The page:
Indiscretion. Infidelity. Fraud. Scandal. Fallen.

Mark Driscoll. Tullian Tchividjian (Billy Graham’s grandson). Andy Savage. Bill Hybels. Paige Patterson.

Just a few names in a long list of disgraced Christian celebrities. However, we dare not be too quick to point fingers. Christians and the rotten models of church and “ministry” that most believers hold dear are partially to blame: we are so eager to put popular preachers on a pedestal. Inevitably, it’s only a matter of time before pride surfaces amidst the toxic swirl of personality, power, popularity, prestige, pay, pragmatism and politics. I need not elaborate how the ubiquity of social media serves only to amplify the temptation to fame and glory.

And we need not feel too bad for the fallen idols, for most go in hiding briefly before resurfacing again and proudly carrying on in a new public “ministry” (Driscoll, Tchividjian). Patterson was “promoted” to the position of President Emeritus for which he continues receiving compensation and may still get to live on campus [Southwest Baptist Theological Seminary] for free as “theologian-in-residence” (seriously?!! Whatever Patterson is, he is NOT a theologian!). And Savage received a standing ovation for his “confession”. Hybels? He still has a legion of adulating fans and don’t be surprised if he will surface again in another capacity in due time.

Andy Crouch has written a fine piece on why It’s Time to Reckon with Celebrity Power but alas, I fear it will fall upon deaf ears, or at best, call forth for the moment a few earnest promises of more accountability and transparency. However, unless we root out our innate desire to idolize, these sporadic and superficial acts of contrition will not lead to lasting change.

Also: unless we deconstruct the clericalism and institutionalism that breeds a culture wherein superstars are unabashedly promoted and empire building is unashamedly encouraged (perhaps couched in pious clichés), the ground remains fertile for the pernicious weed of “the Christian celebrity” to flourish.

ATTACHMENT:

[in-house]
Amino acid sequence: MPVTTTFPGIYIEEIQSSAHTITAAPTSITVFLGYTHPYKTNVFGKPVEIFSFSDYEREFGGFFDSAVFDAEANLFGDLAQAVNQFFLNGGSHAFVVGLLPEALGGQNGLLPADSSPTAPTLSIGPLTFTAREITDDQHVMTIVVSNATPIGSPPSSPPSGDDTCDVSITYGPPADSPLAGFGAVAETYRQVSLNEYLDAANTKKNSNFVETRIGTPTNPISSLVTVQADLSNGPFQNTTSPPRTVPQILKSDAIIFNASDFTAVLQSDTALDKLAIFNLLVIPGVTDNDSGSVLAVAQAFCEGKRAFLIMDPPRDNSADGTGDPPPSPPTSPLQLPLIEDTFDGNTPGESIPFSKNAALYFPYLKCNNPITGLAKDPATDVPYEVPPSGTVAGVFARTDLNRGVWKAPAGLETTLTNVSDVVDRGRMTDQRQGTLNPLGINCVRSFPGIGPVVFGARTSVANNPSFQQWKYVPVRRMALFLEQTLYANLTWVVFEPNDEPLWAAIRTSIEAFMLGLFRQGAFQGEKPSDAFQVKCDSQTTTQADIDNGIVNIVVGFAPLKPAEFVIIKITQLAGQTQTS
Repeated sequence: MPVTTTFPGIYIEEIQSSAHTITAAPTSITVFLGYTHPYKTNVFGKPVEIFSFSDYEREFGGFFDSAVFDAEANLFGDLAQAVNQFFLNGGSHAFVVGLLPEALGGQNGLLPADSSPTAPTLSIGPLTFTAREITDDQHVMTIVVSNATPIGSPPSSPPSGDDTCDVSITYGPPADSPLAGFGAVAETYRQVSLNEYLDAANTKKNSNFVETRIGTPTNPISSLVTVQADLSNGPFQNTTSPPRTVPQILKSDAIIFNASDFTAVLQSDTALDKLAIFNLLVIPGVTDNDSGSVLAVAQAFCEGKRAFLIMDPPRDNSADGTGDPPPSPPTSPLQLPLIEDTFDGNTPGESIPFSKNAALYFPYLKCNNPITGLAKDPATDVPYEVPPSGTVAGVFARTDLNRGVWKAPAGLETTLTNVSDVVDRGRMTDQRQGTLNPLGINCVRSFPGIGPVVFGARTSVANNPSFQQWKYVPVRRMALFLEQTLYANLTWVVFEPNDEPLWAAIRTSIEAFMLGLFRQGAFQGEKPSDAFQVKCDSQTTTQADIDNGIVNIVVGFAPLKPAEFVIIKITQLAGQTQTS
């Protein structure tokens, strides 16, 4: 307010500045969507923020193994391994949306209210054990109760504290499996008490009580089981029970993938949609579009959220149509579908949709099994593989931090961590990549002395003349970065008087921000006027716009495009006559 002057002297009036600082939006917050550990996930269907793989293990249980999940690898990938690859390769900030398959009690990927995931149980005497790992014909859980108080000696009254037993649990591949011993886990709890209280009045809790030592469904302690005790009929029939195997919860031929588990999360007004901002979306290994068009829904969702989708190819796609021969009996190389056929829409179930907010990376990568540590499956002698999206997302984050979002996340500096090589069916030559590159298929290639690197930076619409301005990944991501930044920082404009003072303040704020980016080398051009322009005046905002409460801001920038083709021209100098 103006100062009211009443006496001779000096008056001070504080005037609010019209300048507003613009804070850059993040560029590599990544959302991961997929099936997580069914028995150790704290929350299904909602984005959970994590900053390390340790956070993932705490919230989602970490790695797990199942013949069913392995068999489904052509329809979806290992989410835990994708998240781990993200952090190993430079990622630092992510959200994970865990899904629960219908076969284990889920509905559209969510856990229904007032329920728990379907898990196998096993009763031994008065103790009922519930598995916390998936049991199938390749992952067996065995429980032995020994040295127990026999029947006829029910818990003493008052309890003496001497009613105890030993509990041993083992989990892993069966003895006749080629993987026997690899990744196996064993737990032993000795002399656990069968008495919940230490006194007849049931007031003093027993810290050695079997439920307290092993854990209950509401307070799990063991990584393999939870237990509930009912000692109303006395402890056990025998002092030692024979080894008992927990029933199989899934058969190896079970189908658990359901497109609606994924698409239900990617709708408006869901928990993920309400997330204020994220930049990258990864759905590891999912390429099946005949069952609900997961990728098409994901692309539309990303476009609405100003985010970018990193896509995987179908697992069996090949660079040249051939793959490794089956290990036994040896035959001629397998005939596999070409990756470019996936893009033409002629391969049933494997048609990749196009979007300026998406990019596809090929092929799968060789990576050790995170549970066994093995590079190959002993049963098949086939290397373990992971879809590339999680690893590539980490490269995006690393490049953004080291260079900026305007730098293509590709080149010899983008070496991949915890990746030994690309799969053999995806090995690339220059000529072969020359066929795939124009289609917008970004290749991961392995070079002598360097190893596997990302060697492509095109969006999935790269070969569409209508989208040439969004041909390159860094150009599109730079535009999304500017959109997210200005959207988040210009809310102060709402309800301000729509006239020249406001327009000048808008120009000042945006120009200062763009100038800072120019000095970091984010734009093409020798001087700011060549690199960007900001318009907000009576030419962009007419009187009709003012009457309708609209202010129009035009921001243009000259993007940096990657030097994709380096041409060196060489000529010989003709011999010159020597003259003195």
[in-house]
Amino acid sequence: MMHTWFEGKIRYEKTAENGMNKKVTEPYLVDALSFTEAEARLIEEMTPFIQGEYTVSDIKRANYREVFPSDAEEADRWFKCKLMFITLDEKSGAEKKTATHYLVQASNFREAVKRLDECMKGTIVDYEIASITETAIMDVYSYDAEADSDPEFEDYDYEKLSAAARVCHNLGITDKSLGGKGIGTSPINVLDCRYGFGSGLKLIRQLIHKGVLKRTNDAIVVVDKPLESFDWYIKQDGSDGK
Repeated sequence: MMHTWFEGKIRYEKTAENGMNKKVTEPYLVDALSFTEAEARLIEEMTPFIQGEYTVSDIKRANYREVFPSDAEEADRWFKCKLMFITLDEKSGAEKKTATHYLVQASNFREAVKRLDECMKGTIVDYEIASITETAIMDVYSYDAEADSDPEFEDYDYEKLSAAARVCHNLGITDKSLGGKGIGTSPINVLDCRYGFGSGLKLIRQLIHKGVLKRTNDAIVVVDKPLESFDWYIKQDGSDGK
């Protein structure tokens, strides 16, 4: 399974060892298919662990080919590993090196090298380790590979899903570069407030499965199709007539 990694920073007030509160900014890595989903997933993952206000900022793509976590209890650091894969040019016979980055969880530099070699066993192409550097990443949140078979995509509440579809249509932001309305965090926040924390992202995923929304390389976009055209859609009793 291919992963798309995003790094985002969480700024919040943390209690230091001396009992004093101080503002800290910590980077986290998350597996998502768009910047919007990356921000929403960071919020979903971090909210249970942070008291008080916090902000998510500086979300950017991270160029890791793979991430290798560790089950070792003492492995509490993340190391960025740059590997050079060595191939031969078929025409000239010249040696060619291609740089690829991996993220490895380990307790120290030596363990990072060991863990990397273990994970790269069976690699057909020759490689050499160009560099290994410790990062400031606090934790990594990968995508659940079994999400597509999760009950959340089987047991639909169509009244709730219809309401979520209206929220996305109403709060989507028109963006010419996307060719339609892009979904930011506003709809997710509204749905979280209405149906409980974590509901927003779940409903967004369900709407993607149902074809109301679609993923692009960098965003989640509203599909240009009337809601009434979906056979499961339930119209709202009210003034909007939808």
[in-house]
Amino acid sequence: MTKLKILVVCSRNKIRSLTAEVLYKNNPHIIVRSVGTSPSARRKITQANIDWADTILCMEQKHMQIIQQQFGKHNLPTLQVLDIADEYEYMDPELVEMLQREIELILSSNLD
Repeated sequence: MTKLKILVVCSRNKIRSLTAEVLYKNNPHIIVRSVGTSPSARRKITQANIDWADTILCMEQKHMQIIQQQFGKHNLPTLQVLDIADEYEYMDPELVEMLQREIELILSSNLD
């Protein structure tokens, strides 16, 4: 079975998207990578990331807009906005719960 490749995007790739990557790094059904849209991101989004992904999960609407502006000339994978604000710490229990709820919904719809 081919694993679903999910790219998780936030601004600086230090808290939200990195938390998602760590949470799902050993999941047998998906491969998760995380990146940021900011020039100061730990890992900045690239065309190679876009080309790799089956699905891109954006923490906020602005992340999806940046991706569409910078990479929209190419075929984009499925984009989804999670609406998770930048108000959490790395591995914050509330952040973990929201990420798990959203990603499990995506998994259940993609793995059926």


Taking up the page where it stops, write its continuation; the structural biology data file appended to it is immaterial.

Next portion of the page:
I appreciate Al Mohler’s acknowledgment regarding The Humiliation of the Southern Baptist Convention, and I agree that “the issues are far deeper and wider”, but will there be enough moral fibre to dismantle the old boy’s club and clean up the corridors where money, power and favours flow? What about the immense hurt and damaged lives of the victims?

… somewhere ‘long the way
I got caught up in all there was to offer
And the cost was so much more than I could bear

Though I’ve tried I’ve fallen
I have sunk so low
I messed up
Better I should know

We all begin with good intent
When love was raw and young
We believe that we can change ourselves
The past can be undone
But we carry on our back the burden time always reveals
In the lonely light of morning
In the wound that would not heal
It’s the bitter taste of losing everything
That I’ve held so dear

Heaven bend to take my hand
I’ve nowhere left to turn
I’m lost to those I thought were friends
To everyone I know
Oh they turn their heads embarrassed
Pretend that they don’t see
That it’s one missed step, one slip before you know it
And there doesn’t seem a way to be redeemed

– Sarah MacLachlan, “Fallen”


On Being Curious

“Always the beautiful answer who asks a more beautiful question.”

 – e.e. cummings

Why is it so important to learn to ask better questions that help to build positive relationships? Because in an increasingly complex, interdependent, and culturally diverse world, we cannot hope to understand and work with people from different occupational, professional, and national cultures if we do not know how to ask questions and build relationships that are based on mutual respect and the recognition that others know things that we may need to know in order to get a job done.